As an Afro-Latino graduate of the Boston Public Schools, and a parent of a son at Boston Collegiate Charter School, I felt compelled to respond to the article covering the student protest at the charter school (“Charter students stage walkout,” Metro, Nov. 2). I’m proud to see students of color lifting up their voices. I hope my son will become an agent of change, and I think the education he is getting at Boston Collegiate is preparing him for that.
The article misses all that the school does to be college preparatory and focused on core issues of race and inequality. My son has had a whole English unit on busing and desegregation in Boston. He learned about civil discourse from his civics teacher, a man of color. He can take an entire course on race and identity.
Boston Collegiate is also a school that is honest about its challenges, and welcomes families into the dialogue. I am not just a parent — I am also a member of the school’s board. The Monday before the walkout, our board approved significant resources to implement an action plan, including hiring an expert on race and equity to consult with the school and supporting the design of student experiences to go deep on race and belonging.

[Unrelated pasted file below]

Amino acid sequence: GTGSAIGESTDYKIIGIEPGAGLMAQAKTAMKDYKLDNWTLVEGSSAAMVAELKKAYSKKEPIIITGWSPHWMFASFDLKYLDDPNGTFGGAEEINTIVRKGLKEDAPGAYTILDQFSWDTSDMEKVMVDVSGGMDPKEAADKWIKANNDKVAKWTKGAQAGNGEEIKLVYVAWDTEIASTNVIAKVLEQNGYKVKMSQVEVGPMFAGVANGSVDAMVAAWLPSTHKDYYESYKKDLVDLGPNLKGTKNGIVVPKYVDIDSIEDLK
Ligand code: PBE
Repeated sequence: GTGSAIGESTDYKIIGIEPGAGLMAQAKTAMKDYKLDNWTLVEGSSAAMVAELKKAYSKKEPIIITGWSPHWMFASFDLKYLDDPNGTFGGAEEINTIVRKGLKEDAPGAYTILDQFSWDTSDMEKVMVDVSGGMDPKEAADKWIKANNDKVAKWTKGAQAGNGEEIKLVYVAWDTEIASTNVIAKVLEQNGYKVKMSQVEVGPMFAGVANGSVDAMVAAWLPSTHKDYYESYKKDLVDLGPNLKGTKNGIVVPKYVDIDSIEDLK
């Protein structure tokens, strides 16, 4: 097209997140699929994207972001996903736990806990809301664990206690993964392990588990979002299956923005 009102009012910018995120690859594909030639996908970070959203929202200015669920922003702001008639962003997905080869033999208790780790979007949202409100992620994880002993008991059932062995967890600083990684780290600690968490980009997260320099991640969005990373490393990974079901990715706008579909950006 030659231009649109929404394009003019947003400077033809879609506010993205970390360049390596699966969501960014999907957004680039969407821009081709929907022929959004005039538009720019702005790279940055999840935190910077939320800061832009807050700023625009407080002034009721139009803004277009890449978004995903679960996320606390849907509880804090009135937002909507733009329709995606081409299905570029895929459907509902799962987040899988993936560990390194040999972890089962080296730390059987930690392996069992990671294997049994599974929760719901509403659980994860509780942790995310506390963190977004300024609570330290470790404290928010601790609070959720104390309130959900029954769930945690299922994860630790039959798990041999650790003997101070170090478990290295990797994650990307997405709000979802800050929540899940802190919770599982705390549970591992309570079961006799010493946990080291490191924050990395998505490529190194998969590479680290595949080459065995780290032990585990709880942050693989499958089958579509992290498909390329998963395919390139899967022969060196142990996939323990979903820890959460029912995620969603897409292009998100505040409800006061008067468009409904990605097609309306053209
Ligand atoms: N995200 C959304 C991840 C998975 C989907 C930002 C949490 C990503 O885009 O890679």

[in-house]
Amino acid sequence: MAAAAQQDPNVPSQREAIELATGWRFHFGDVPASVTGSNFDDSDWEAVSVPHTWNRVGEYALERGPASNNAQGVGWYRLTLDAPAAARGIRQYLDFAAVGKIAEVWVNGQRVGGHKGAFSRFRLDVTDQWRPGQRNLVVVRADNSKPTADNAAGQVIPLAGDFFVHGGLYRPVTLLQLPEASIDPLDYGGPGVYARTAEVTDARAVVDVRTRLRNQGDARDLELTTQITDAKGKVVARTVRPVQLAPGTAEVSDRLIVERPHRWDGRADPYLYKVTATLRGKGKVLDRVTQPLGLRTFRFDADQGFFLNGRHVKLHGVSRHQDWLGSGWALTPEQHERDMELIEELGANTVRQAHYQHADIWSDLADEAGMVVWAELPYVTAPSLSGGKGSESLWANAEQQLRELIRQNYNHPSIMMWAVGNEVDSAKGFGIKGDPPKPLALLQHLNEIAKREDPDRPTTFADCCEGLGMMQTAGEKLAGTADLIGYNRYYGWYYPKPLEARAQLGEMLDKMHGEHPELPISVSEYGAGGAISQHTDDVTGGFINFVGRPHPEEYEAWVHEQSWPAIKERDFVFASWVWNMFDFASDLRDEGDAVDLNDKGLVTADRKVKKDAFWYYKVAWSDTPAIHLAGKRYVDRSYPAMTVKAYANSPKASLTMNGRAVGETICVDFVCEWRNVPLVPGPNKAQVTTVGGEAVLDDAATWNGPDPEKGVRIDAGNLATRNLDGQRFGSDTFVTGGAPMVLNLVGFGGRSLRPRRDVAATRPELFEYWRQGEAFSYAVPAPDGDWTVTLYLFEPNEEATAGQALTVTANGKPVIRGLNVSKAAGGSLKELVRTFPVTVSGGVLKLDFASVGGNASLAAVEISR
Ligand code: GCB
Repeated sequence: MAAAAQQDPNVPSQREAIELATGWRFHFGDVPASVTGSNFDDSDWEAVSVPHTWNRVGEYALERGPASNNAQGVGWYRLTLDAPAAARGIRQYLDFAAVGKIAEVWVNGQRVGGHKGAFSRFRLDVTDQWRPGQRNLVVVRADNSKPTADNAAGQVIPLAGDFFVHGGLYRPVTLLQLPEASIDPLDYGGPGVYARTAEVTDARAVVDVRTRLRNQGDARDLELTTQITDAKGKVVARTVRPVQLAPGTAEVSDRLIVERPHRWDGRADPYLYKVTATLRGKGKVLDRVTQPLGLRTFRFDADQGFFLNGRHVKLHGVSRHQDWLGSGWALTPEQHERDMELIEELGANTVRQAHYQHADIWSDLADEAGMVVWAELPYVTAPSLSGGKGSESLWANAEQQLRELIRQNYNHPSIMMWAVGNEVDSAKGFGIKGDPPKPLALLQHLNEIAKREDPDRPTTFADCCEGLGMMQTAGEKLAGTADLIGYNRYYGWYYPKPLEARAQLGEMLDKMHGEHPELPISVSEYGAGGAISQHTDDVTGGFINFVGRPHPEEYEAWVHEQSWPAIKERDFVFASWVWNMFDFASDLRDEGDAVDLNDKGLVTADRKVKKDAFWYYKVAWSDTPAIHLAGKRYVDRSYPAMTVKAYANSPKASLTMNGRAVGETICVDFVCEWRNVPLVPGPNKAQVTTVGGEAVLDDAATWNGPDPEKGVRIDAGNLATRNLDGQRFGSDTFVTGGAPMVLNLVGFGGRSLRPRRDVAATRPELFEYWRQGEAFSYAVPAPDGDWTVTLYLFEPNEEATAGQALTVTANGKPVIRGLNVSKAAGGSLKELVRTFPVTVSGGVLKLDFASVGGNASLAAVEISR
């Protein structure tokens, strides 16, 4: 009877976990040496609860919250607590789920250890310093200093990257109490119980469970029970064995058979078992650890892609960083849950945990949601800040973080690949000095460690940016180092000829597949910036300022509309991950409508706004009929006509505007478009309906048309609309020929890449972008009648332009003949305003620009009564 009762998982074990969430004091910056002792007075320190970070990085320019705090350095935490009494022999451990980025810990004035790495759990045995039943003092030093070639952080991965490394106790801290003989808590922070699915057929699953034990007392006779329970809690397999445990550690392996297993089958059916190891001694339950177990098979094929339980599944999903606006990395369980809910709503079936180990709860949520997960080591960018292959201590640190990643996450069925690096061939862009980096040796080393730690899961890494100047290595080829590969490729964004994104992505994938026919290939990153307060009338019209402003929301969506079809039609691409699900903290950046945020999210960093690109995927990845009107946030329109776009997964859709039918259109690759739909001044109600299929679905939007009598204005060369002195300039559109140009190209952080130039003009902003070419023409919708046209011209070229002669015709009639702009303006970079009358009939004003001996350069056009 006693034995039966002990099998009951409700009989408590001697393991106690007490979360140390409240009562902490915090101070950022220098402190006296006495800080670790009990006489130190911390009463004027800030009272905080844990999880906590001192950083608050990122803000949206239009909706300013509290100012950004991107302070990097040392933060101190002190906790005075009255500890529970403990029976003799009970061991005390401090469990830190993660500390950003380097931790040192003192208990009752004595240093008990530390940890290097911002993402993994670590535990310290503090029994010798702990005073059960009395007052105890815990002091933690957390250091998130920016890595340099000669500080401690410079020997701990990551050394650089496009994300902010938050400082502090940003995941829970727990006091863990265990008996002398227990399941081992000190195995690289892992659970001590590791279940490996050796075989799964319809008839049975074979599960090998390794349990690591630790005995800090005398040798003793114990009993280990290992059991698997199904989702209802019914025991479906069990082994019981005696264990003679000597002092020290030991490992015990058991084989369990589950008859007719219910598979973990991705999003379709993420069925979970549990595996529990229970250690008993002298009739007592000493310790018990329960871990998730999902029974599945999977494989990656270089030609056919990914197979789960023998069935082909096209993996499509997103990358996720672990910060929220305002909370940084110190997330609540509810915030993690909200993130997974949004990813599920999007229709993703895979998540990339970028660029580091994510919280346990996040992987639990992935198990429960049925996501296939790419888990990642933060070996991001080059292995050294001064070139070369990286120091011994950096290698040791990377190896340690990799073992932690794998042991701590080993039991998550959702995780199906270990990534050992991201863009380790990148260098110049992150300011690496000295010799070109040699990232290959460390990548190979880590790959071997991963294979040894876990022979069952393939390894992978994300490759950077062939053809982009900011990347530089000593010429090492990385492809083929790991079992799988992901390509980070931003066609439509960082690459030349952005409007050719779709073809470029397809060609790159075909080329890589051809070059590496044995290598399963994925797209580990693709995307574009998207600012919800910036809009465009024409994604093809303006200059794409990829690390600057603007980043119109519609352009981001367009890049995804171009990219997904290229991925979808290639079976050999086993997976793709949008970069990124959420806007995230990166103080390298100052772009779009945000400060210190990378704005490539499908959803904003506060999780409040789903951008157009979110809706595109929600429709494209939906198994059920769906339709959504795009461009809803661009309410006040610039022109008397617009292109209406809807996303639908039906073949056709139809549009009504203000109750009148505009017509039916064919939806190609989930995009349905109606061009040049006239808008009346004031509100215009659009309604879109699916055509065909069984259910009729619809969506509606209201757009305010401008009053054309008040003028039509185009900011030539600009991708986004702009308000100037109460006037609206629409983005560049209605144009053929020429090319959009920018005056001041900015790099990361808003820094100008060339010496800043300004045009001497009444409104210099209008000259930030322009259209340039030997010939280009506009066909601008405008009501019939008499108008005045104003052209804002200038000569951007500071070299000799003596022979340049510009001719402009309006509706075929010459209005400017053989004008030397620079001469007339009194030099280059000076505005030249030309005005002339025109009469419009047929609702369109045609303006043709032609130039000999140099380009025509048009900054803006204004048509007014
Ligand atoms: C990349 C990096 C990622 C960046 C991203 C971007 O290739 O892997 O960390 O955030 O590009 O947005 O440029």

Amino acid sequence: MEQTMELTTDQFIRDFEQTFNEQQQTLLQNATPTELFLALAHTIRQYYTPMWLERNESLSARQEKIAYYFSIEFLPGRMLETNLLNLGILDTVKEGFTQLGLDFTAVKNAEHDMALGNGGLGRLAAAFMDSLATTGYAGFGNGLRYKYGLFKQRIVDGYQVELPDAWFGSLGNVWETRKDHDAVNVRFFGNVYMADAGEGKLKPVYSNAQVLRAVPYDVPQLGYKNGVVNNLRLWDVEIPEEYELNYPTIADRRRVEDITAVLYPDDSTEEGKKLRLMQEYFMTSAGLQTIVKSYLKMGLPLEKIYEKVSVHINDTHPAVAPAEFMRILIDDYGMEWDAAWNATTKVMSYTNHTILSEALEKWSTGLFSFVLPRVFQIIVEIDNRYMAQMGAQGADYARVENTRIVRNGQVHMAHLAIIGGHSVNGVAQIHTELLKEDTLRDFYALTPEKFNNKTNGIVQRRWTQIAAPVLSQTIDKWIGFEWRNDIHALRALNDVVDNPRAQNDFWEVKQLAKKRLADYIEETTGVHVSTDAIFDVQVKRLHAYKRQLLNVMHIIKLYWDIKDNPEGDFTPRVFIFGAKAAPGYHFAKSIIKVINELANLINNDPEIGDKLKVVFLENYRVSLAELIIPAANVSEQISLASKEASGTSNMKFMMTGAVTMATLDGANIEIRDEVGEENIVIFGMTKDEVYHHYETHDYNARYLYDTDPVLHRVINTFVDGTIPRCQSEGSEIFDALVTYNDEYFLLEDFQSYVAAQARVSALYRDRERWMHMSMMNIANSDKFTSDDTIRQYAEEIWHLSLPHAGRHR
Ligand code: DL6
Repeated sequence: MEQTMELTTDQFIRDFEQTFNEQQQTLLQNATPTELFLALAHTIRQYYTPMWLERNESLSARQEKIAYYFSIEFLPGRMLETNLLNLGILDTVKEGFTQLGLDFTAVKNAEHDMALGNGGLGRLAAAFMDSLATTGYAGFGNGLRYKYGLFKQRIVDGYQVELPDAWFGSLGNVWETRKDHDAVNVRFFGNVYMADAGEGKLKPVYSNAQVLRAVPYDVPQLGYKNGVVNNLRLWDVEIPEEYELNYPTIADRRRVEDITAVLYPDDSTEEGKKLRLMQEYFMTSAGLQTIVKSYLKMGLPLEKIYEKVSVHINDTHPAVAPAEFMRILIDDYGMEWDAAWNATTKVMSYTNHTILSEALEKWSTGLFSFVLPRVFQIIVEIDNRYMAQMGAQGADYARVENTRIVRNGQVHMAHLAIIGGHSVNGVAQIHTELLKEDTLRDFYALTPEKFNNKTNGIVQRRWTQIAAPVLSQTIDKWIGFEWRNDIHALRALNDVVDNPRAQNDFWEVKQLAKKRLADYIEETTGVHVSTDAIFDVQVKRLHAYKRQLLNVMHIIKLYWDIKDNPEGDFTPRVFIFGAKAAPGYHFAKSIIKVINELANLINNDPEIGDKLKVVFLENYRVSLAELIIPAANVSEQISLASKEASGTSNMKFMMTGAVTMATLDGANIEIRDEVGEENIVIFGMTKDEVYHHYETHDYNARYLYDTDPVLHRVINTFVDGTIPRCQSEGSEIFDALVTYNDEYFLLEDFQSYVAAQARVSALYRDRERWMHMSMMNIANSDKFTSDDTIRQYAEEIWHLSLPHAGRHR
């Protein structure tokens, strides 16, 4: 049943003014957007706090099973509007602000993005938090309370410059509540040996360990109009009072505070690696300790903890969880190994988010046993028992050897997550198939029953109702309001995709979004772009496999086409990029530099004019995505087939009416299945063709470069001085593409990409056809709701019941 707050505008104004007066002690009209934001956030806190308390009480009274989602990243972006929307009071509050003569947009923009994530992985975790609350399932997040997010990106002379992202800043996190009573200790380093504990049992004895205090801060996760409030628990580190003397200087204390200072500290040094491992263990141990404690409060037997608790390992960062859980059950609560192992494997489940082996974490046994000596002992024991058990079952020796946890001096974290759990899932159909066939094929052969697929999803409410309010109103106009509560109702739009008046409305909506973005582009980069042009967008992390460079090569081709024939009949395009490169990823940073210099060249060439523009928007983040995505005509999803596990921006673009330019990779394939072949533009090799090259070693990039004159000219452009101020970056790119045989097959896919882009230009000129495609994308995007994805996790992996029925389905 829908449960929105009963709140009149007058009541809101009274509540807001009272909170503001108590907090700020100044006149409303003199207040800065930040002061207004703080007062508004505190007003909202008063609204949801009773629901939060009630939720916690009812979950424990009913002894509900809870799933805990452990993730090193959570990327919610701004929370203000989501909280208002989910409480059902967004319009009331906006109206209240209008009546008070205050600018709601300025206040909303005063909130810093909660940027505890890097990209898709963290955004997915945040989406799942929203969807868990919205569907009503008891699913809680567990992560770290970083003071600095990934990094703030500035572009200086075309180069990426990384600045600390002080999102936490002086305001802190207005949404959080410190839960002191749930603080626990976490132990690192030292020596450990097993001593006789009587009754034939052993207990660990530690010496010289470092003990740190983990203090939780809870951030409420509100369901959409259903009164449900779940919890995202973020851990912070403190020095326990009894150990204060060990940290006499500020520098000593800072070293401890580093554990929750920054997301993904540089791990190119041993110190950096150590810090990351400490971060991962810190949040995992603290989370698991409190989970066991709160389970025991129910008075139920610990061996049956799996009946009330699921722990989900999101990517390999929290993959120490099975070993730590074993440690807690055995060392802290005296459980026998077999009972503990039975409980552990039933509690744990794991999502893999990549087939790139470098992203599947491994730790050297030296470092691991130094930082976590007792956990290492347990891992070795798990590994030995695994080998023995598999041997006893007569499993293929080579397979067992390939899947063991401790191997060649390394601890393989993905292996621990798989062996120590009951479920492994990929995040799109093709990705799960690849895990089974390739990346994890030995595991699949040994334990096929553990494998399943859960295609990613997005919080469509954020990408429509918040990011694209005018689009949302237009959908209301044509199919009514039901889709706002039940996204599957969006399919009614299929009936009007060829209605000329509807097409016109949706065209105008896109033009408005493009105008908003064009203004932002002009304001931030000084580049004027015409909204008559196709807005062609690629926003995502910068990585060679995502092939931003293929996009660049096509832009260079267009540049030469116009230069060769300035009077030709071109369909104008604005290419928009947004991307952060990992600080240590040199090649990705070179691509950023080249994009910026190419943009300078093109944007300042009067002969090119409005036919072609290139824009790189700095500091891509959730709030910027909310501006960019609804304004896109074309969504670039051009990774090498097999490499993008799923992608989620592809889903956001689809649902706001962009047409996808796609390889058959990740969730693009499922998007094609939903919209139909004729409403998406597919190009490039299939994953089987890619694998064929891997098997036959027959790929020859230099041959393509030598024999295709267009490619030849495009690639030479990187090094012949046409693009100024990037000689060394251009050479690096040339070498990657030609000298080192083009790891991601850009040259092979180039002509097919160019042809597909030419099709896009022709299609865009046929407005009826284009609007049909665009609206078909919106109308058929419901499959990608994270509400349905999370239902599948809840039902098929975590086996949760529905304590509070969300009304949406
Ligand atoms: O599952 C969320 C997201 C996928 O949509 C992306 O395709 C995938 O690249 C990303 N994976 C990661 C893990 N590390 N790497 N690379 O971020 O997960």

Boston Collegiate is not perfect. Some of the division at play in our nation and city can be seen in this diverse public school. Yet I send my child there because I know that it provides a quality education and embraces change with courage and humility. I have the utmost confidence that the school will continue to build and lead a culture focused on proactively counteracting any race inequities within and outside of our school.